After Success – What’s Next?

What's after success

“Records are always made to be broken no matter what they are… Anybody can do anything that they set their mind to.”

– Michael Phelps

It’s no secret Michael Phelps made history at the 2008 Summer Olympic Games in Beijing. In case you’ve already forgotten, the number was eight. Yup, eight gold medals in the eight events he chose to participate in.

Michael had his eyes set on this number for a long time, but it had never been done before; and what do people say when something has never been done before? “It’s impossible.”

Countless people dismissed him, even the swimmer he idolized growing up, Ian Thorpe thought it couldn’t be done. “I wish him all the best. I would love to see it happen but I don’t think it will,” said Thorpe in an interview with Fox Sports prior to the 2008 Olympic showdown.

So what did Michael do? He put those words on the inside of his locker door, he trained for 8-12 hours a day (even on Christmas), he significantly altered his diet (I’m sure you’ve heard of his 12,000 calories per day diet), and he achieved what everyone thought couldn’t be done.

But have you ever been in pursuit of something so big, for so long, that once you attain it, you have a hard time transitioning to what’s next? Maybe you got accepted to your dream school, got your perfect job, or – like Michael – achieved a certain amount of success in your sport.

After achieving such an incredible feat, what was supposed to motivate Phelps to get back in the pool?

Initially, nothing did

“At that point, I just didn’t have anything. It was weird going from the highest of the high, the biggest point of your life – winning eight gold medals – and then saying, ‘All right, where do I go from here?’”

For nearly six months, Phelps didn’t go anywhere near water. His coach thought he gave up, he gained 25 pounds, and he just had no drive to get out of bed in the morning.

Sure, he was burnt out and needed a break, but he’d be the first to say that realistically, he just had a hard time transitioning to what was next. For as long as he could remember, so much time and energy was devoted to achieving the gold at Beijing that he had never spent any time envisioning what he wanted his life to be like beyond that. That’s the danger about having a one-goal list – it makes you think about life as if it is a destination rather than an ongoing journey.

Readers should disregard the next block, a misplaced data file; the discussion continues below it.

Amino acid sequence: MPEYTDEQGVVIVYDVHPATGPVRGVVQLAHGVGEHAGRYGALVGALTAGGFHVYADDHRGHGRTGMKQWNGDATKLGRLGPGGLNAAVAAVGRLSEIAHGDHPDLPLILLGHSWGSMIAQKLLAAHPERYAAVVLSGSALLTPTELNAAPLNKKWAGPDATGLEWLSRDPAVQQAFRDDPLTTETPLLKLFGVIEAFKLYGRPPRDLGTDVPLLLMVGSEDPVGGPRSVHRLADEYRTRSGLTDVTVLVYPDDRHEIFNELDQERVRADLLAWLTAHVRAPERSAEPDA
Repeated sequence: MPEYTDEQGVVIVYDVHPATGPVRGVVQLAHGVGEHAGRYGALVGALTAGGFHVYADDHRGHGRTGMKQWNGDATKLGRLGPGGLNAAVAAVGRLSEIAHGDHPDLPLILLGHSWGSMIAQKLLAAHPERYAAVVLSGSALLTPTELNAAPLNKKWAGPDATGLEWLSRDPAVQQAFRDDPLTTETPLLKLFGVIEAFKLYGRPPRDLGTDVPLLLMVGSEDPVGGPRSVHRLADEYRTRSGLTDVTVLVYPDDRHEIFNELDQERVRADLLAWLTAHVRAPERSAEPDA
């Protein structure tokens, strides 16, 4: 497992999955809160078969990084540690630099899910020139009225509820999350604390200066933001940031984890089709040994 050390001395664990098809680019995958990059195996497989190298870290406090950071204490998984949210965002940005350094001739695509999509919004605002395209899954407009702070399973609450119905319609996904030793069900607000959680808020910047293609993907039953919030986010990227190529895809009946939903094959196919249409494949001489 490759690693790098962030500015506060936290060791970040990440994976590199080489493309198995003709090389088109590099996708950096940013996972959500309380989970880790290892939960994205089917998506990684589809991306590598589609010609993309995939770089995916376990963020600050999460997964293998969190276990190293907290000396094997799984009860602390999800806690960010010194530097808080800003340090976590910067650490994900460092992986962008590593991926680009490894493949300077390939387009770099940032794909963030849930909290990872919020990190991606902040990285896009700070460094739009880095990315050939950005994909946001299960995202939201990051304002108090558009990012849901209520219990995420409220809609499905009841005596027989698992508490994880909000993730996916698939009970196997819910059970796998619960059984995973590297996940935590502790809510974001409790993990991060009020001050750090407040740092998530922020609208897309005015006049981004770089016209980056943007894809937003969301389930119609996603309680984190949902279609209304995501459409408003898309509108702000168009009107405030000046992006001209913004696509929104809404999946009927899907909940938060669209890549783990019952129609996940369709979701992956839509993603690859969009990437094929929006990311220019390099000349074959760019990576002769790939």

But we all know that changed. So what sparked his motivation?

There’s this saying in the corporate world – whether you’re a lawyer, a consultant, or a banker – you’re only as good as your last case, your last project, or your last deal. Sure, you might not agree with it – and it might not be entirely true – but that’s how the world views you. So when the dust from Beijing settled – no matter how golden it might have been – and it was now Ryan Lochte the one breaking records, all that history Phelps made in Beijing was just that: history.

When Phelps won the eight golds, Ian Thorpe – the man who told Phelps it couldn’t be done – was quoted saying, “I’m really proud of him not just because he won eight golds. Rather, it’s how much he has grown up and matured into a great human being. Never in my life have I been so happy to have been proved wrong. I enjoyed every moment of it.”

Thorpe makes a good point. It’s not always about your goals – goals come and go. What’s most important is the kind person you want to be – your values. This is the stuff that sticks through thick and thin – what you stand for, what you stand against, and what you expect of yourself.

So when Phelps’ was stuck in that rut, not knowing what was next for him, all he had to do was revert back to what motivated him in the first place: being a competitor and leaving everything he had in the pool.

NBA basketball star, Kobe Bryant, has always said that he will retire before he has to settle for being just another player. And Phelps has tended to agree. But still having gas left in the tank, he knew that he wouldn’t have to settle for being just another swimmer.

And now at 195 pounds, he revitalized his training program and got back in the pool, making Olympic history at the London 2012 Summer Olympic Games winning another six medals and becoming the most decorated Olympian of all time.

So if you achieve something big, something you’ve been striving towards for a very long time, make sure you take a well-earned break to celebrate – but also make sure to understand when it’s time to reassess, and a good look at your values will help you decide what’s next.

“Your beliefs become your thoughts. Your thoughts become your words. Your words become your actions. Your actions become your habits. Your habits become your values. Your values become your destiny.” 

– Mahatma Gandhi

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